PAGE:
The neural basis of sugar preference.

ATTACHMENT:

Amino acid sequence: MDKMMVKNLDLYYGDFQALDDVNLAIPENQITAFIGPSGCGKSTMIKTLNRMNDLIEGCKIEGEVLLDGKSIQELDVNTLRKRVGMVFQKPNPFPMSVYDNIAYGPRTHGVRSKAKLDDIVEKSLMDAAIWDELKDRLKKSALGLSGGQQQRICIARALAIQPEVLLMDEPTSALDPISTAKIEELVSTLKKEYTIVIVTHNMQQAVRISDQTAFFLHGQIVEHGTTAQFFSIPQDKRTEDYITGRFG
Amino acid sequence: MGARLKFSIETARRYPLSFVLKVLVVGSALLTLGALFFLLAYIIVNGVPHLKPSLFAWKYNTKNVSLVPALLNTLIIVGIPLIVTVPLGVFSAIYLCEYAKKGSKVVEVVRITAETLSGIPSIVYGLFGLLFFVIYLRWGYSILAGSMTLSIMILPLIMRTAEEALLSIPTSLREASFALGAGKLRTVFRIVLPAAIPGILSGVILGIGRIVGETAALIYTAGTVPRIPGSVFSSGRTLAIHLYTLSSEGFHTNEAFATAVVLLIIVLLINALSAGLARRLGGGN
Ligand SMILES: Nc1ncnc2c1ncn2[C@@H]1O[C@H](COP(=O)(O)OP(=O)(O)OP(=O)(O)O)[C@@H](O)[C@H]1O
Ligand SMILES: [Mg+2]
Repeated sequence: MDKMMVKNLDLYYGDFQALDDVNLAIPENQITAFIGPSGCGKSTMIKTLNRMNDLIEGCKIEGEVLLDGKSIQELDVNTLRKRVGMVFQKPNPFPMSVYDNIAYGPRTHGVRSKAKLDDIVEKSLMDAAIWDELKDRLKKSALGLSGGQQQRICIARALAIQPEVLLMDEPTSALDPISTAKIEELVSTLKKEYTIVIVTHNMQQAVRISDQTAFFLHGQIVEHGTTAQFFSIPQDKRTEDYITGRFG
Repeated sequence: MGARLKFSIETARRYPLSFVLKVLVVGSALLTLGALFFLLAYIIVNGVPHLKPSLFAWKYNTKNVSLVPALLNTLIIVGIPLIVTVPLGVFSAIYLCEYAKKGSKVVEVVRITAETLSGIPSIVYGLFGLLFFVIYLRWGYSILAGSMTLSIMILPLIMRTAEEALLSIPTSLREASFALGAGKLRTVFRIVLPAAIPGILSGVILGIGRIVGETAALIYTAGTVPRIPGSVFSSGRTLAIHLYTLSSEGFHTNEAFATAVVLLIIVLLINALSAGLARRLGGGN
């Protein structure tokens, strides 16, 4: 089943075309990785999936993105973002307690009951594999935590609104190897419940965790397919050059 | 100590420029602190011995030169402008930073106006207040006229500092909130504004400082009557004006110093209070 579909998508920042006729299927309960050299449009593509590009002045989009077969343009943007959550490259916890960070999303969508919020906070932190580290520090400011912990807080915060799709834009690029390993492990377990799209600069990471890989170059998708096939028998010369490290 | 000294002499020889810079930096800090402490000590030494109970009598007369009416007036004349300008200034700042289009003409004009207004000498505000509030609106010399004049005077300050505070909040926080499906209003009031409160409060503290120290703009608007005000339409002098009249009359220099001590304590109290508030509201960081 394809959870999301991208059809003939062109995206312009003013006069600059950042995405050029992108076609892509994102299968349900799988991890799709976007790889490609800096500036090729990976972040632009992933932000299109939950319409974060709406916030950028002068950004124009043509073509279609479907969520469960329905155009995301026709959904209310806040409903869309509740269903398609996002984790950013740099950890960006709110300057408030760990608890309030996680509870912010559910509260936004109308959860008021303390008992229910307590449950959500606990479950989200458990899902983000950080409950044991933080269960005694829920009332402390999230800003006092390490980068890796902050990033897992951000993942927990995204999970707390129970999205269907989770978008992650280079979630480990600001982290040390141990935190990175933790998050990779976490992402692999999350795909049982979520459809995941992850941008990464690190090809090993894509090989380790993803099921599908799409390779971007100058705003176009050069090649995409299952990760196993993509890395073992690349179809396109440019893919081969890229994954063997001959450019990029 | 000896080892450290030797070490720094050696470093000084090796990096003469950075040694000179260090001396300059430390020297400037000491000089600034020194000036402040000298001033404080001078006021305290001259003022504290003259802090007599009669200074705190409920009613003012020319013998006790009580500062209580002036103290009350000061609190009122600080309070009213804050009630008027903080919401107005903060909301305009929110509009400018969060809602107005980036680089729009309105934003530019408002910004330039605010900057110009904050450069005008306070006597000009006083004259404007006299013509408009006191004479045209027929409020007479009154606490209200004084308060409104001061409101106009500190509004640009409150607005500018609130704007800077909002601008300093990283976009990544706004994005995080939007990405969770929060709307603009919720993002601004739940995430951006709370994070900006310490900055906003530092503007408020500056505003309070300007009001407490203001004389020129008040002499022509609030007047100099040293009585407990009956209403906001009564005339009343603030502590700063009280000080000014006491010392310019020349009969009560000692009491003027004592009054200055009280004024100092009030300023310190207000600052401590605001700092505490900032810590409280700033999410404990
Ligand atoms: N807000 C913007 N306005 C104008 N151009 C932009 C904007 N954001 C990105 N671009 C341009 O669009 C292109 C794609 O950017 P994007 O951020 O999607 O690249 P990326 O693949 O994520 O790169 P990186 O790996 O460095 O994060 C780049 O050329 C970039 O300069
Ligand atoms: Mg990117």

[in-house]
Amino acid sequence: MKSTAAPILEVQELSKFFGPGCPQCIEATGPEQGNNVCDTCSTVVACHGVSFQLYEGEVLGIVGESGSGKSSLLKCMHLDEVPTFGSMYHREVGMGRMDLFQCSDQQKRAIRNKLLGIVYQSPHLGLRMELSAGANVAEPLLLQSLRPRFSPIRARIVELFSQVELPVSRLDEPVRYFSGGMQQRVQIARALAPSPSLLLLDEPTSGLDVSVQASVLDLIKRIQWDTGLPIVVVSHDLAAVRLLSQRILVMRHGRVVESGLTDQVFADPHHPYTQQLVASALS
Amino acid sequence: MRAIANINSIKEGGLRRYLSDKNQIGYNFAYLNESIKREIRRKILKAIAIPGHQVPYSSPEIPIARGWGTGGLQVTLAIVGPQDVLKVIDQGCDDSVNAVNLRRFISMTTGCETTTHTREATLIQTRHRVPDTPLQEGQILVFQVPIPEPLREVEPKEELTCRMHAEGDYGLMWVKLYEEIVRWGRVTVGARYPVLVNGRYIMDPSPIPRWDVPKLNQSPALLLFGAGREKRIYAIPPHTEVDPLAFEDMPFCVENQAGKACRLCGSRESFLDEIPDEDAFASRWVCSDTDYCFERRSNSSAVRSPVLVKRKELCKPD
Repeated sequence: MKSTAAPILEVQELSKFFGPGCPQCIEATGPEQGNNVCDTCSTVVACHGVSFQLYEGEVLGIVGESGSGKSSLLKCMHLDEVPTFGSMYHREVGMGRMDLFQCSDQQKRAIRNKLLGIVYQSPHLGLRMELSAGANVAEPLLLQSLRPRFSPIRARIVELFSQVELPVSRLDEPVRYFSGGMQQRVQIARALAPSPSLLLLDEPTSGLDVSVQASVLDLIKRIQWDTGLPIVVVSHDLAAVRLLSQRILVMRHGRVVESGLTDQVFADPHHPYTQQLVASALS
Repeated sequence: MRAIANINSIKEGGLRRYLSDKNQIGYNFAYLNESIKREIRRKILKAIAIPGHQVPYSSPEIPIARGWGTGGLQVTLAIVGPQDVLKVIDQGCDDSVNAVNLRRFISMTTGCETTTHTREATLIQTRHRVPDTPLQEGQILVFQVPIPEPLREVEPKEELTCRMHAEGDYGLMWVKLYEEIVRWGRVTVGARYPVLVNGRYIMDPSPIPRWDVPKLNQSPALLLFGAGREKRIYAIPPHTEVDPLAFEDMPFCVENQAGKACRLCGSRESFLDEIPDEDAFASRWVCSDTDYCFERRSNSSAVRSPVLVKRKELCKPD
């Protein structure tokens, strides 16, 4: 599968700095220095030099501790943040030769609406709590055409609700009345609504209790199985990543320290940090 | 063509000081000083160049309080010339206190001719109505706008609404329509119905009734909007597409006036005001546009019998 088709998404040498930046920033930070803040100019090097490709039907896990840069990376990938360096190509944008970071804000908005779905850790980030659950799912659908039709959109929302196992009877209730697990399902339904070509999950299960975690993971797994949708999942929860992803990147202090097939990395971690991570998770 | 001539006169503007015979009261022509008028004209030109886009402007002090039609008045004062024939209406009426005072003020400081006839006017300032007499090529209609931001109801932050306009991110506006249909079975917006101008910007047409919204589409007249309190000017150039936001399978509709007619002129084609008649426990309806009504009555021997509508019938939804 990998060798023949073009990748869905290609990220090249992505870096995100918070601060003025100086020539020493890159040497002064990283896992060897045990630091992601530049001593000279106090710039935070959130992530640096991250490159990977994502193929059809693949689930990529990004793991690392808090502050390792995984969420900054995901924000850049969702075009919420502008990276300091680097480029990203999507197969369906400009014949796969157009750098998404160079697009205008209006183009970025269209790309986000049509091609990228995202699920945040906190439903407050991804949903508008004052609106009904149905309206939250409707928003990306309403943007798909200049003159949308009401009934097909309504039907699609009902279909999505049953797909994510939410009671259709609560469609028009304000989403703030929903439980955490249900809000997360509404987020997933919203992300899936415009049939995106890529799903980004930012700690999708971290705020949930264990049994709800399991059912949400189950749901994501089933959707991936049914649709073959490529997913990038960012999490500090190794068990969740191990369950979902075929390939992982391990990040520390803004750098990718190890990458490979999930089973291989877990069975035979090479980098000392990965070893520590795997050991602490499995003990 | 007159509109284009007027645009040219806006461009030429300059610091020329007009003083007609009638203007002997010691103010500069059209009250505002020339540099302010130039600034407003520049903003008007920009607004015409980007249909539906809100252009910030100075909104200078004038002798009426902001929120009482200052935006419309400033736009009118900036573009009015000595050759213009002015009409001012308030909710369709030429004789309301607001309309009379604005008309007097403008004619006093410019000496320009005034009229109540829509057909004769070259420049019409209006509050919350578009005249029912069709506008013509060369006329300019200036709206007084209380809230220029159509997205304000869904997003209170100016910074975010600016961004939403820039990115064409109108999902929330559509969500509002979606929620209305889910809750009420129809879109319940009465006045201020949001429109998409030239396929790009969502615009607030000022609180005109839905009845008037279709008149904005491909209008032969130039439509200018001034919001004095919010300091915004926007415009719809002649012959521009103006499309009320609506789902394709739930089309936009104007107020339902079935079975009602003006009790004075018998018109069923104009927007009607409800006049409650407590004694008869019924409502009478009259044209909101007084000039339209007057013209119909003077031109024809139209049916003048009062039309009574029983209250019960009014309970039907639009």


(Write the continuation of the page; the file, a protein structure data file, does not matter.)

When it comes to food, one tempting substance is sugar. Although sweetness is detected by the tongue, the desire to consume sugar arises from the gut. Even when sweet taste is impaired, animals can distinguish sugars from non-nutritive sweeteners guided by sensory cues arising from the gut epithelium. Here, we review the molecular receptors, cells, circuits and behavioural consequences associated with sugar sensing in the gut. Recent work demonstrates that some duodenal cells, termed neuropod cells, can detect glucose using sodium-glucose co-transporter 1 and release glutamate onto vagal afferent neurons. Based on these and other data, we propose a model in which specific populations of vagal neurons relay these sensory cues to distinct sets of neurons in the brain, including neurons in the caudal nucleus of the solitary tract, dopaminergic reward circuits in the basal ganglia and homeostatic feeding circuits in the hypothalamus, that alter current and future sugar consumption. This emerging model highlights the critical role of the gut in sensing the chemical properties of ingested nutrients to guide appetitive decisions.
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